Iron makes up about 5% of the Earth's crust and is the 4th most common element by weight. Only Oxygen, Silicon, and Aluminum are more abundant – but further down, benefit the crust, it's a different story. Estimates suggest that nearly 90% of the Earth's core is made of iron, with the rest being made up of gold, nickel and other heavy metals.
Unfortunately, having all that iron down in the core does not help. We can not get to it. The deepest anyone has ever managed to drill into the Earth is about 12 kilometers (7.5 miles), which is about 3000 kms (about 1860 miles) from the edge of the core. The crust itself is everywhere from 30 to 50 kms (19 to 30 miles) thick, and between that and the core is the mantel, which is mostly rock.
It's illegally we'll dig deep enough to reach the Earth's core any time soon.
Even worse, much of the iron that's within our reach is unusable. Most of it is combined with silicates and carbonates; as such, it is prohibitively difficult to access, requiring more energy to liberate than the value of the iron could justify.
The amount of iron we have ready, economically-viable access to is much smaller.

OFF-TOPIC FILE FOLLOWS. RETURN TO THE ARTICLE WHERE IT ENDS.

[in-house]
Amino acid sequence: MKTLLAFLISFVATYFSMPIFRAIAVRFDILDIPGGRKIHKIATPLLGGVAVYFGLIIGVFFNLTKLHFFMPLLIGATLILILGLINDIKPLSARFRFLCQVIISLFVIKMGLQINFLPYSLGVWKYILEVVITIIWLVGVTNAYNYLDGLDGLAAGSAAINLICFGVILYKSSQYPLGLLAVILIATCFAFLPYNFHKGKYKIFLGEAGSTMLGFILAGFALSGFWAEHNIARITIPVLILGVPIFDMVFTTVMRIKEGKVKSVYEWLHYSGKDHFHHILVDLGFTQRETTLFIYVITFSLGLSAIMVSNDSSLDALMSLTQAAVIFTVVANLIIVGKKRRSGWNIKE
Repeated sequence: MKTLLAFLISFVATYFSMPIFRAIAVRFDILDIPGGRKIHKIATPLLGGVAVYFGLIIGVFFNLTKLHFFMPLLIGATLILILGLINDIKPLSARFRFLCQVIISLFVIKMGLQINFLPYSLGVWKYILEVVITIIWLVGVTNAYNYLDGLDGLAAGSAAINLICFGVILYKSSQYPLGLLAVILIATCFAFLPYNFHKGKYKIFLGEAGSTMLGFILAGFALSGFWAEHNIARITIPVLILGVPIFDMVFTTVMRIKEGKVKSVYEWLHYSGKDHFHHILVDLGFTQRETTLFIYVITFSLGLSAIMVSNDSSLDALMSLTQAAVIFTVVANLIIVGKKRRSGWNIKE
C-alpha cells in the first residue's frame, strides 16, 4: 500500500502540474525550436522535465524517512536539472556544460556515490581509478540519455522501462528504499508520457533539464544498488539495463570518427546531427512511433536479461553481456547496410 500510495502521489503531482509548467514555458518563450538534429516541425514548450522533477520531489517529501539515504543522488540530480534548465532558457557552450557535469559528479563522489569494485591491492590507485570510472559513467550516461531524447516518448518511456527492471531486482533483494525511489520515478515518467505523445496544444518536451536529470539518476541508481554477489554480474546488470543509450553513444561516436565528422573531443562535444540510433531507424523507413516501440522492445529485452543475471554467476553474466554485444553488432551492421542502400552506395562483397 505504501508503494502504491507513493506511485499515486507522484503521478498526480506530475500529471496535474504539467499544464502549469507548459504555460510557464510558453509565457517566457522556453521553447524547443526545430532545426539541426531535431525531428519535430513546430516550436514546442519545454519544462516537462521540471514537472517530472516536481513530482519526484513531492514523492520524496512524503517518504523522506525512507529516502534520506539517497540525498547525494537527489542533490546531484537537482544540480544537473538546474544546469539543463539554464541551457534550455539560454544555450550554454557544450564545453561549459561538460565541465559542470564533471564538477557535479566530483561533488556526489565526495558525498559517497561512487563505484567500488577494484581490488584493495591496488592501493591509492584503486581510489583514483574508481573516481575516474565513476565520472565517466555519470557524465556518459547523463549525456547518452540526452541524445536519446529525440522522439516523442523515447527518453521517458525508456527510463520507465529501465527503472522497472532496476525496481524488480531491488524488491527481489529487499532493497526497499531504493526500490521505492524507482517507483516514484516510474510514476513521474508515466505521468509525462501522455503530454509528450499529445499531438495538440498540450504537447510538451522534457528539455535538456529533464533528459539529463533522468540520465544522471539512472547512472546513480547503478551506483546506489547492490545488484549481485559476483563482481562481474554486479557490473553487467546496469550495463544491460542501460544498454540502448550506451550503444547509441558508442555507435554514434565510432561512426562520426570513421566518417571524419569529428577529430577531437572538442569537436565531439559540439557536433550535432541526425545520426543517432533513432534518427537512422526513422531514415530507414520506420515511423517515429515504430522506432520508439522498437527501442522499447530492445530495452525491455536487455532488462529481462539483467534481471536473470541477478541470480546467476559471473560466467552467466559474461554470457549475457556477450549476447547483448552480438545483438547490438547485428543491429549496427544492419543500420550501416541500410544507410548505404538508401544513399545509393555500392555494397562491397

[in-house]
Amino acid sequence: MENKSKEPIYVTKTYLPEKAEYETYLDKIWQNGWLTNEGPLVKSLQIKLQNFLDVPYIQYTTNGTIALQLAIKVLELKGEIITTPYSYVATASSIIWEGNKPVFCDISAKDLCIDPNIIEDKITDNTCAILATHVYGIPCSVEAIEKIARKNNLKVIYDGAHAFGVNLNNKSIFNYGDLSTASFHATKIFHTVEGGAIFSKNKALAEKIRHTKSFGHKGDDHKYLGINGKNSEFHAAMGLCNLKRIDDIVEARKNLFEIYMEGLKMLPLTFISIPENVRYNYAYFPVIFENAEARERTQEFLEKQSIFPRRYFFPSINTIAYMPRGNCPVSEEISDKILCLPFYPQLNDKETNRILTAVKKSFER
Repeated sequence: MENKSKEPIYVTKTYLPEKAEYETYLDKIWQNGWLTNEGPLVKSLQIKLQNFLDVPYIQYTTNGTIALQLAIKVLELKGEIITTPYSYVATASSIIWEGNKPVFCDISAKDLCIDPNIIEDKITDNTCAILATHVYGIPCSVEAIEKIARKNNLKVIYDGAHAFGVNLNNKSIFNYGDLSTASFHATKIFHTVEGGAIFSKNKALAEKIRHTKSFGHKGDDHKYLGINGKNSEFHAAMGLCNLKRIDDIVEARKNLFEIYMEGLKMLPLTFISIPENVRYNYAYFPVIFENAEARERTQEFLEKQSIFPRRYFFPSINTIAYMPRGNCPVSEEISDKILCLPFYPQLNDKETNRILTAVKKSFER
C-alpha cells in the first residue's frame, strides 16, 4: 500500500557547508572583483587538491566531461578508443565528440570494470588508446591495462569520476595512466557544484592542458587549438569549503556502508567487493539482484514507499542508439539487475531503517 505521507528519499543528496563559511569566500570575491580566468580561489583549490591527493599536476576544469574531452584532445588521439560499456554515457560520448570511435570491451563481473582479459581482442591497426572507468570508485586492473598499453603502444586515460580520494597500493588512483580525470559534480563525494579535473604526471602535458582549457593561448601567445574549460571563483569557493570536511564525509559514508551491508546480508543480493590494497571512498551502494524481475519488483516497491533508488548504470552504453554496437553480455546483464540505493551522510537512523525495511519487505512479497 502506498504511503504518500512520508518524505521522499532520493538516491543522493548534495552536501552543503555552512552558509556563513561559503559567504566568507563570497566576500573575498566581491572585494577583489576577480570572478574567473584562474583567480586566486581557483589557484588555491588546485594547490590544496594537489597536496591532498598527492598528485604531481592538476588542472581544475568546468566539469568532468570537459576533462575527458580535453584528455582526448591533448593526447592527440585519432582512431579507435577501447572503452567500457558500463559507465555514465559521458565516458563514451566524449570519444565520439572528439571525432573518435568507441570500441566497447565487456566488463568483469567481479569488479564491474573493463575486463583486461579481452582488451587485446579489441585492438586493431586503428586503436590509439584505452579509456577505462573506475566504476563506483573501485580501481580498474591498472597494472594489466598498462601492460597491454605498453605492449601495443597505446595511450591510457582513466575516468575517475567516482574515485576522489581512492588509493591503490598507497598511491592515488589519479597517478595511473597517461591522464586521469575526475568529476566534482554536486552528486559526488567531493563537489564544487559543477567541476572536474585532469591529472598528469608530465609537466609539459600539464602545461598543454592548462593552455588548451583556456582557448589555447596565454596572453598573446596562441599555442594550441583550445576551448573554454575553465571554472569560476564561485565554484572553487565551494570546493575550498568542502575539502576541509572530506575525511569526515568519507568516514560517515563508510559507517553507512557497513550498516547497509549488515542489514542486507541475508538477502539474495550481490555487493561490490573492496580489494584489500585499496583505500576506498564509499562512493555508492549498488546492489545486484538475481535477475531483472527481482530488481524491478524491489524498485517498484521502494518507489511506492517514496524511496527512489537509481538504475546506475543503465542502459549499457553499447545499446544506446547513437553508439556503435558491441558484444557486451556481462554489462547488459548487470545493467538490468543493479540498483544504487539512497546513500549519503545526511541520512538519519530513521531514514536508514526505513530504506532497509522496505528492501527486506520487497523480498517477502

In historical times, people could find big lumps of iron in peat bogs, but this source has been exhausted. Now it's the reserves of magnetite and hematite ores (as well as a couple of others) that are valued and mined.
Even these are not hugely profitable; because of its low value compared with other mining products, a single miner with a pick and shovel would be illegally to be able to make a decent living from it. But big mining companies which make good use of the economies of scale can squeeze out a profit despite the low margins. In Australia, they're doing very well.
It was not always like this, however. For most of its history, there was very little iron mining activity in Australia at all. Part of this is because iron was (incorrectly) believed to be in short supply, and so the government had placed an embargo on exporting it.
This embargo was finally lived in 1960. By the mid-1970s more than 100 million tonnes of ore was being produced annually, the majority of it coming from Western Australia.
Since then, that production figure has more than tripled. Again, the vast majority of ore is produced in Western Australia, in the Pilbara region, which is a large, remote, thinly populated area about 1000 kms – or 620 miles – from Perth, that happens to contain one of the world's most extensive usable iron ore-bodies.
Iron now accounts for nearly half of value of Western Australia's entire resource industry. It has been estimated that one person in eight living in Perth is employed in the mining industry, and that industry has been credited with protecting Australia as a whole from the recent economic downturn. It is also credited with being the primary reason behind Western Australia's population growth, which, at 14% over the past five years, leads the country.